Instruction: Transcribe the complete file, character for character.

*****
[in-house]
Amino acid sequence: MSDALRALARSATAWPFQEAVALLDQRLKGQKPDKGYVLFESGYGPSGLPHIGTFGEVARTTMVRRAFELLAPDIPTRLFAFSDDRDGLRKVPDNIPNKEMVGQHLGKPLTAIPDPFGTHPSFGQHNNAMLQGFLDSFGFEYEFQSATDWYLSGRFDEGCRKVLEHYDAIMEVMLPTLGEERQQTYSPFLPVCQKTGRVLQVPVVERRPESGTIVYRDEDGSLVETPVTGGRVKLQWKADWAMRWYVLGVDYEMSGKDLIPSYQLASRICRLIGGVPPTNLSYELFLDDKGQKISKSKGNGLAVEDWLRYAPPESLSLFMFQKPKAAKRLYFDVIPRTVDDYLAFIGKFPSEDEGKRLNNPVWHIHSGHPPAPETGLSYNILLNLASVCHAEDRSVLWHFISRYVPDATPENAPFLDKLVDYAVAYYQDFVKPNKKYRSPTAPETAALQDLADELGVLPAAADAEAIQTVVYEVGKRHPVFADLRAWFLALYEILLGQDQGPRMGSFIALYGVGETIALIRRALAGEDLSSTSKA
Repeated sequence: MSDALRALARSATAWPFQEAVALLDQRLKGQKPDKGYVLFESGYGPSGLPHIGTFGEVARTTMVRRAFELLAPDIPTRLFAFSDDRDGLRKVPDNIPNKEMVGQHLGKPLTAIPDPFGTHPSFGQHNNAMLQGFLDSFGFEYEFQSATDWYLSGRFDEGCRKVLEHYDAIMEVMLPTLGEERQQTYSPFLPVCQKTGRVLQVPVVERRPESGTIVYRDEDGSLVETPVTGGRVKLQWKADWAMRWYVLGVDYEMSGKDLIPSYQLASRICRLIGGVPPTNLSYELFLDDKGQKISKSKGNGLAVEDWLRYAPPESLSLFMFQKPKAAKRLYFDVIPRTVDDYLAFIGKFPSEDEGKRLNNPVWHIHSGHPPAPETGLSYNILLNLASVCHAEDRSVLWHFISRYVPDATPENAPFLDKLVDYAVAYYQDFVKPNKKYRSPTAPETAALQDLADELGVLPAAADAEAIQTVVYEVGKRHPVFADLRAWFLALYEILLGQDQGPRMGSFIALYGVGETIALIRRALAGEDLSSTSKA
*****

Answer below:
[in-house]
Amino acid sequence: MSDALRALARSATAWPFQEAVALLDQRLKGQKPDKGYVLFESGYGPSGLPHIGTFGEVARTTMVRRAFELLAPDIPTRLFAFSDDRDGLRKVPDNIPNKEMVGQHLGKPLTAIPDPFGTHPSFGQHNNAMLQGFLDSFGFEYEFQSATDWYLSGRFDEGCRKVLEHYDAIMEVMLPTLGEERQQTYSPFLPVCQKTGRVLQVPVVERRPESGTIVYRDEDGSLVETPVTGGRVKLQWKADWAMRWYVLGVDYEMSGKDLIPSYQLASRICRLIGGVPPTNLSYELFLDDKGQKISKSKGNGLAVEDWLRYAPPESLSLFMFQKPKAAKRLYFDVIPRTVDDYLAFIGKFPSEDEGKRLNNPVWHIHSGHPPAPETGLSYNILLNLASVCHAEDRSVLWHFISRYVPDATPENAPFLDKLVDYAVAYYQDFVKPNKKYRSPTAPETAALQDLADELGVLPAAADAEAIQTVVYEVGKRHPVFADLRAWFLALYEILLGQDQGPRMGSFIALYGVGETIALIRRALAGEDLSSTSKA
Repeated sequence: MSDALRALARSATAWPFQEAVALLDQRLKGQKPDKGYVLFESGYGPSGLPHIGTFGEVARTTMVRRAFELLAPDIPTRLFAFSDDRDGLRKVPDNIPNKEMVGQHLGKPLTAIPDPFGTHPSFGQHNNAMLQGFLDSFGFEYEFQSATDWYLSGRFDEGCRKVLEHYDAIMEVMLPTLGEERQQTYSPFLPVCQKTGRVLQVPVVERRPESGTIVYRDEDGSLVETPVTGGRVKLQWKADWAMRWYVLGVDYEMSGKDLIPSYQLASRICRLIGGVPPTNLSYELFLDDKGQKISKSKGNGLAVEDWLRYAPPESLSLFMFQKPKAAKRLYFDVIPRTVDDYLAFIGKFPSEDEGKRLNNPVWHIHSGHPPAPETGLSYNILLNLASVCHAEDRSVLWHFISRYVPDATPENAPFLDKLVDYAVAYYQDFVKPNKKYRSPTAPETAALQDLADELGVLPAAADAEAIQTVVYEVGKRHPVFADLRAWFLALYEILLGQDQGPRMGSFIALYGVGETIALIRRALAGEDLSSTSKA